Chinese Medicine Successfully Treats Stress and Anxiety
Stress and anxiety are emotions that play a big part in our daily lives. We live in a fast-paced society where we find ourselves talking on our cell phones while driving, working long hours to afford our lifestyles, even cramming our vacations full of unending “fun.” When do we give ourselves time to just relax?
Under stress, our bodies produce a variety of chemicals, including adrenaline and cortisol, that get dumped into our bloodstream to help us react to a potential threat. Adrenaline is a hormone that works in the short term. It gets released and quickens our pulse, makes our breathing shallow, increases perspiration and prepares us to physically get out of the way of the stressor. Cortisol has a longer term effect and accumulates in the body when adrenaline is released repeatedly.
In our daily lives we run into problems with stress when the threats that we face do not have quick solutions. Conflict with our bosses, impending deadlines, insufficient money, snarling traffic, responsibilities that feel overwhelming can all lead to chronic stress. This is a problem because our bodies do not have time to recover between episodes of stress. Chronic stress leads to fatigue, negative thoughts, stomachaches, ulcers, migraines, diarrhea or constipation and frequent colds. When these are not addressed they can lead to heart disease, diabetes, infertility, thyroid problems, cancer and depression.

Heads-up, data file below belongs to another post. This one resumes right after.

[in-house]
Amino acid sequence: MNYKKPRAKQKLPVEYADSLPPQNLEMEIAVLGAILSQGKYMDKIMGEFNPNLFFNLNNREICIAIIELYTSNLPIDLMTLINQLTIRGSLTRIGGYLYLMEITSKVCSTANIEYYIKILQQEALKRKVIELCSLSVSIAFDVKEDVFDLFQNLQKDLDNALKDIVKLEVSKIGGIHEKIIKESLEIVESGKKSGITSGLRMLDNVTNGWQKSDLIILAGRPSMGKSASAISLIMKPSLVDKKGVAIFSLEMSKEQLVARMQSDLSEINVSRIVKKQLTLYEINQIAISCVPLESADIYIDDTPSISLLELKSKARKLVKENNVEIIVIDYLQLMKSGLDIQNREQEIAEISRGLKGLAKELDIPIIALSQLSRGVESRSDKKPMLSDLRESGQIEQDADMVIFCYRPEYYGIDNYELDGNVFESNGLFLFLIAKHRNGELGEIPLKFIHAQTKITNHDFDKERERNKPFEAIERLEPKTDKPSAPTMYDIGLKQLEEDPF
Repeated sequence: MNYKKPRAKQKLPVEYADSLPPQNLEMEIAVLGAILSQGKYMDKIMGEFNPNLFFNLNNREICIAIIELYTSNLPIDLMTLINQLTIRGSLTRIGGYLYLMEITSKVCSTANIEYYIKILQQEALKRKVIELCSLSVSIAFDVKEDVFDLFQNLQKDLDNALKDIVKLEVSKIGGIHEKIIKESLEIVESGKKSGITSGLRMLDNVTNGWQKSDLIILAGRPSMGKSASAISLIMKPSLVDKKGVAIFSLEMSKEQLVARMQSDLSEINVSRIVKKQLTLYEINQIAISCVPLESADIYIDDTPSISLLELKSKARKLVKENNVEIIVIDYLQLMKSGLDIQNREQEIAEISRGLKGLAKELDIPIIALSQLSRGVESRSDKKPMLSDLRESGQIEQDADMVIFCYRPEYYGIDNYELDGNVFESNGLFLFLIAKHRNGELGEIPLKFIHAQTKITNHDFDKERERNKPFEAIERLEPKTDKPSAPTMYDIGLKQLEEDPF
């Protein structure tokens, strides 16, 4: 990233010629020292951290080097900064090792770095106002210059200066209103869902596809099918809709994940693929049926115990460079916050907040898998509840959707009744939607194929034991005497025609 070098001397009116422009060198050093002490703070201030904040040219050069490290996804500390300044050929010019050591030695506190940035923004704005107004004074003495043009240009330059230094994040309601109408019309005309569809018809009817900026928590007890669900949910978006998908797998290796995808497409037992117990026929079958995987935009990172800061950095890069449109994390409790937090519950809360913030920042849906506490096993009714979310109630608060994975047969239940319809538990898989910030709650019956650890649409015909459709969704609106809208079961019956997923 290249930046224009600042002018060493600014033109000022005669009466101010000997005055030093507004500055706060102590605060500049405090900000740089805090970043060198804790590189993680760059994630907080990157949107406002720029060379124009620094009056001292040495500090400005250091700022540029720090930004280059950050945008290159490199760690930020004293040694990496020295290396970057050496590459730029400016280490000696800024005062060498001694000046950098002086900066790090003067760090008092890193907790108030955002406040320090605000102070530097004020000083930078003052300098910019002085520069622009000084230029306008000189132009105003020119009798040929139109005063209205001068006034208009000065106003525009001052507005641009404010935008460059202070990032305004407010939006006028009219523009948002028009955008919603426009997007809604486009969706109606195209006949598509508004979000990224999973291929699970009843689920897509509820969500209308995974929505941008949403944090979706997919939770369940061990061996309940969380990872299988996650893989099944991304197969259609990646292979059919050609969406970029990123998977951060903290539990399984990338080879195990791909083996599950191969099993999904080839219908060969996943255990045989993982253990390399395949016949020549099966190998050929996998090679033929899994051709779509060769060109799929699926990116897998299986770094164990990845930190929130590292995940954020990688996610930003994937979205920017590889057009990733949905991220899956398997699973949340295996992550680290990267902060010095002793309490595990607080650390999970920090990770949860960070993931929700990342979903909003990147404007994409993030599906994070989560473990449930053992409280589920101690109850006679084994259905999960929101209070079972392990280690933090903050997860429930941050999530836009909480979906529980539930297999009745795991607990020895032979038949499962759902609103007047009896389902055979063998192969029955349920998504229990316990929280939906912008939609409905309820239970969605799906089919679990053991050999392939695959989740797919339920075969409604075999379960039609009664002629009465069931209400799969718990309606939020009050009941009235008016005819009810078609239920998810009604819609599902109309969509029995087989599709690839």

Chinese medicine recognizes the impact that stress has on the body and views stress as a blockage of qi, or energy, that leads to many different problems. A common diagnosis for stress is Liver Qi Stagnation, or a blockage of energy in the liver channel (in Chinese Medicine the energy in the body travels in pathways, or channels, that are named after major organs). It is important to realize that each individual reacts in a unique way.
Acupuncturists can track these reactions by monitoring the energy in all of the body’s channels to determine how the stress is affecting the individual. The resulting treatment works to resolve symptoms as well as the root cause of the problem.
Acupuncture resolves stress by releasing endorphins, the body’s own painkillers, to reduce pain and improve circulation of blood and lymphatic fluids which bring nutrients to the body’s cells and allows waste products in the blood to be flushed out. In addition, acupuncture reduces cortisol levels, lowers blood pressure, shrinks inflammation and relaxes muscle tissue.
Acupuncturists also counsel patients on long-term strategies to deal with chronic stress such as exercise, meditation and prayer, yoga, tai chi, and qi gong. One shouldn’t underestimate the relaxing affect that friendships, the outdoors, laughter, hobbies and music have on our bodies.
Occasionally, its best to just RELAX!